Big data and digital transformation: How one enables the other

Drowning in data is not the same as big data. Here's the true definition of big data and a powerful example of how it's being used to power digital transformation.
Written by Jason Hiner, Editor in Chief

You may have heard the phrase, "data is the new oil." It's actually a pretty good metaphor because oil doesn't have any value on its own, it has to be refined into something like gasoline or plastic. Similarly, we're all inundated with a ton of data, but that data has to be refined into business insights in order to have real value. As a result, we're going to look at how big data drives digital transformation.

As a phrase, big data gets overused and abused by marketers. It's not just about having a ton of data. Big data is about combining structured data with unstructured data to get new insights that were never possible before.

Structured data is all of the stuff that fits in traditional spreadsheets and databases--your P&L, your customer list, information about your products and business processes, etc. Unstructured data is all of the new stuff that's often too big to fit into a database--the raw Twitter firehose, Google Trends data, public APIs from governments, and feeds from Internet of Things sensors. When you layer unstructured data on top of structured data, that's where the magic happens.

Let's dive into one quick example.

One century-old company went to its data team and asked it to use big data to find a smarter way to do sales forecasts. For decades, the company just looked at how many products it sold the previous month and how many products it sold a year ago in the month and used that to make its forecasts.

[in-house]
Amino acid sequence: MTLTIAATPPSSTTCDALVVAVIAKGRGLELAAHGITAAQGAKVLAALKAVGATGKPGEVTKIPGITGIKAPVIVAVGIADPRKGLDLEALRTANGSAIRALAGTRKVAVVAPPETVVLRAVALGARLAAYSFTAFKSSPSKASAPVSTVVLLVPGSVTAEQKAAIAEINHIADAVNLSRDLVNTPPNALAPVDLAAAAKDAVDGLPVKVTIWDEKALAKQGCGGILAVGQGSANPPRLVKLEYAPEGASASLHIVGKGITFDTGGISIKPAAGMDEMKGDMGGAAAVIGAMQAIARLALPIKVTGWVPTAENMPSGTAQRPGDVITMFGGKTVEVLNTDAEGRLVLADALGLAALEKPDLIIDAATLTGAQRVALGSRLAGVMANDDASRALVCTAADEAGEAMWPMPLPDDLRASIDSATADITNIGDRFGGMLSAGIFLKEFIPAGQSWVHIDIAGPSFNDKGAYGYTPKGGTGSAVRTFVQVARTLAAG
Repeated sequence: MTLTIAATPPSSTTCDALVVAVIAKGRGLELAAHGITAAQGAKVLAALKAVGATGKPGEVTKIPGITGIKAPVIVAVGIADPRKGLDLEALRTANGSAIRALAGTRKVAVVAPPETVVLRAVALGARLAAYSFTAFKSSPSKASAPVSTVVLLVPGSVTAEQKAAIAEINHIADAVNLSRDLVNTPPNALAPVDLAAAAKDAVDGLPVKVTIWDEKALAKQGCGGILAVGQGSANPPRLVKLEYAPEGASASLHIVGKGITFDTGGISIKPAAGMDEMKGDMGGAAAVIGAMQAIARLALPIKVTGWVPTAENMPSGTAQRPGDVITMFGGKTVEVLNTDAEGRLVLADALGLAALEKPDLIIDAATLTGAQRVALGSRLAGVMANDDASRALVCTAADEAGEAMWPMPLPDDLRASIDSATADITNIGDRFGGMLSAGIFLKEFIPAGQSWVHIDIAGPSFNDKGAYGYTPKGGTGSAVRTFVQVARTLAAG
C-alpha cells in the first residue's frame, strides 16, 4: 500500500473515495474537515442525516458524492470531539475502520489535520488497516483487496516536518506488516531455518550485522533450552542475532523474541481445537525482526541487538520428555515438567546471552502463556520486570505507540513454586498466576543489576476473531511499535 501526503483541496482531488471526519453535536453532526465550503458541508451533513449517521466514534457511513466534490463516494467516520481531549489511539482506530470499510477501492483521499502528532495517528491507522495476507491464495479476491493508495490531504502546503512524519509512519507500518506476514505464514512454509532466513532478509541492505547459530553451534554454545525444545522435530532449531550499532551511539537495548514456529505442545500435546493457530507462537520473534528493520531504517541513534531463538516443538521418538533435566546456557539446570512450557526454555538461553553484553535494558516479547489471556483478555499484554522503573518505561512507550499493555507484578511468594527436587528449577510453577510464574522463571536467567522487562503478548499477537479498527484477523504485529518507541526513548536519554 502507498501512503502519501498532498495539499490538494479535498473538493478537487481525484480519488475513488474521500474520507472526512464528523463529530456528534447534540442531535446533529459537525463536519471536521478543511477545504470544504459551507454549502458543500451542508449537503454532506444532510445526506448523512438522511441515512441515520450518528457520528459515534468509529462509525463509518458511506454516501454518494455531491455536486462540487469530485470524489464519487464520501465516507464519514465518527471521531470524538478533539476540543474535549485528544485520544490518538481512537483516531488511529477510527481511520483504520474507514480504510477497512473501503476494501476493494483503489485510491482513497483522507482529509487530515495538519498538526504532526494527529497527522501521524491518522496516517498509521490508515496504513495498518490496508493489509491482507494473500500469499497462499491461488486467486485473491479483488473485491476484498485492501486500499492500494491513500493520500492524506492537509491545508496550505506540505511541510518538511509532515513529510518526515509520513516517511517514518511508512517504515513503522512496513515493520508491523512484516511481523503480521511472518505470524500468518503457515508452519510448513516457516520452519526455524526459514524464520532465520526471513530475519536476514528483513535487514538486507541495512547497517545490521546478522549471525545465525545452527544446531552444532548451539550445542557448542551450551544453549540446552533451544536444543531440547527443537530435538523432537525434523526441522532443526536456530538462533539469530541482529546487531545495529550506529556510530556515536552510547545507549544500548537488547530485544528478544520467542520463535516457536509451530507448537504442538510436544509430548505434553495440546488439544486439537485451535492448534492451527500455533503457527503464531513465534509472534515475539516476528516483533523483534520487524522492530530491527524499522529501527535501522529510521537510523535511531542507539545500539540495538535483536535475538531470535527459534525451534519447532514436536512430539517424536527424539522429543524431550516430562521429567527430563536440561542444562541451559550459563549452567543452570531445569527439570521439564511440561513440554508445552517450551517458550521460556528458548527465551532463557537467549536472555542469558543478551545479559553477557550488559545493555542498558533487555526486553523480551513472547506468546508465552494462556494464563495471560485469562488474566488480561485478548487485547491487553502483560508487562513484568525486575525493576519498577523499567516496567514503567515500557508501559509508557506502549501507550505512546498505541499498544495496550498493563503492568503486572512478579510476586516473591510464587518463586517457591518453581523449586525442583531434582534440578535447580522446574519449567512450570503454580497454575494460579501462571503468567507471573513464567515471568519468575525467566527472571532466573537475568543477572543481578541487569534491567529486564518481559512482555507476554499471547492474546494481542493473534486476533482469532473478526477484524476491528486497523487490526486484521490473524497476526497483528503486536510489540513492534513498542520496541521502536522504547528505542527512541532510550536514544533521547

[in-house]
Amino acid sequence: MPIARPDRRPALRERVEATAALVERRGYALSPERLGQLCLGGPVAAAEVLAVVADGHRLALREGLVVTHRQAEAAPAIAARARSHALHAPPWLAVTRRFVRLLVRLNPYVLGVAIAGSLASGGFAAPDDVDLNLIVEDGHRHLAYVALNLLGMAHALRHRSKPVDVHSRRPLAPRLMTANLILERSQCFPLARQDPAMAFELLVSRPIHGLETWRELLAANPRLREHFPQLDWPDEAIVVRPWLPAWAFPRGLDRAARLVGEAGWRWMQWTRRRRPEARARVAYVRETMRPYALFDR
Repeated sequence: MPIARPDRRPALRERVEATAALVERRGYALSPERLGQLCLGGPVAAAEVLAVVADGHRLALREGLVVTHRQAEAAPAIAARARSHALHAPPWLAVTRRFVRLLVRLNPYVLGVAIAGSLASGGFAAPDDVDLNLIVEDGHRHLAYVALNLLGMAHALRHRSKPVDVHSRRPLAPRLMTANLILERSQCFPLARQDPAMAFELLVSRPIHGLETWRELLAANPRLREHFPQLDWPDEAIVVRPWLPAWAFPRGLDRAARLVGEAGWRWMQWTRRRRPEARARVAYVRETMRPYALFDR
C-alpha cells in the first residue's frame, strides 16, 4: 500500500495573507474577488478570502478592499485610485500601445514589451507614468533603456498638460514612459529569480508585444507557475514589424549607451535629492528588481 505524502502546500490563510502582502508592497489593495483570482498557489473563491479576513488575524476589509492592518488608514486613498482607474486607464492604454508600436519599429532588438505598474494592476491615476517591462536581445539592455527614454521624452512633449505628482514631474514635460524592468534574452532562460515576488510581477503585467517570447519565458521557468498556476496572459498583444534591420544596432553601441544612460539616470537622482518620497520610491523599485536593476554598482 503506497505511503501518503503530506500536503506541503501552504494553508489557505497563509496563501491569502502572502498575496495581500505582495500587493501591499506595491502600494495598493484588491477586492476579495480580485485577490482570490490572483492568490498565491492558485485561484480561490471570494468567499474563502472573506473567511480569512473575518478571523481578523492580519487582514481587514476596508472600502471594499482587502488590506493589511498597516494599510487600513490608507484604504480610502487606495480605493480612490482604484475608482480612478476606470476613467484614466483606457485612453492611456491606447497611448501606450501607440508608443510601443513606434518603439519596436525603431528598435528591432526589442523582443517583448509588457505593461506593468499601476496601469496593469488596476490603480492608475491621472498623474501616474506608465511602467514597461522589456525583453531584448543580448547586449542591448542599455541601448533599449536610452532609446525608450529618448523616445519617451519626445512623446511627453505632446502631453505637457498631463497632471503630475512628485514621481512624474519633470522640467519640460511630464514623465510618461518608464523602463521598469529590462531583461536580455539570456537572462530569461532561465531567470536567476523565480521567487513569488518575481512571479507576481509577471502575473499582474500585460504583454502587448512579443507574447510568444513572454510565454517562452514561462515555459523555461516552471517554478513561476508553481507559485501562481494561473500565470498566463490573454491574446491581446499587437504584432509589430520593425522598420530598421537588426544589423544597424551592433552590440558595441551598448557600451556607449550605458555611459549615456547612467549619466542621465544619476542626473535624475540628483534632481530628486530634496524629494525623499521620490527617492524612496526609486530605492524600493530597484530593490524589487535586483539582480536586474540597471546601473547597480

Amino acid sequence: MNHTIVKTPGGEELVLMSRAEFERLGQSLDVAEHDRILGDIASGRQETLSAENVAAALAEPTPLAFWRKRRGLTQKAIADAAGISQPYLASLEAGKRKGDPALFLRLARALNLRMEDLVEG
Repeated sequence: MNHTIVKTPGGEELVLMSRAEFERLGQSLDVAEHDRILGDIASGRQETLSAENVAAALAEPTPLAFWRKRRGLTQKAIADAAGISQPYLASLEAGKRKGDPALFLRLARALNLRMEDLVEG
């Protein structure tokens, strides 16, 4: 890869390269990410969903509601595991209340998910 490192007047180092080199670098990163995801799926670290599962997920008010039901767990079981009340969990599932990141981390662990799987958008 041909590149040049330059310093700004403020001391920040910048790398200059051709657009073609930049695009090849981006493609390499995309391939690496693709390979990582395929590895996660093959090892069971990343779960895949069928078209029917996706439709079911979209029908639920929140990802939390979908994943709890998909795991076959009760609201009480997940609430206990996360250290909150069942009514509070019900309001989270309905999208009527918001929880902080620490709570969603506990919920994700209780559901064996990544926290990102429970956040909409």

But the data team started doing sentiment analysis on Twitter and looking at what people were saying about its products and brands. It also looked at Google Trends to see which products and brands people were searching for the most. Then it correlated that data with its actual sales to see if it was predictive, and it found that it absolutely was.

So now, when it makes its sales forecasts, it takes that structured data (how many cars it sold last month and a year ago this month) and layers on unstructured data (sentiment analysis from Twitter and Google Trends) and it has a much smarter forecast. And if it wanted to get even smarter, it could do sentiment analysis on all of its competitors' brands and products as well. The bottom line is that this use of big data enables the company to be a lot more effective when planning sales, promotions, and marketing campaigns.

Read the special report

To learn more, read our full special report "Turning Big Data into Business Insights." You can read all of the articles on ZDNet or you can download them in one PDF on TechRepublic, available for free to registered users.


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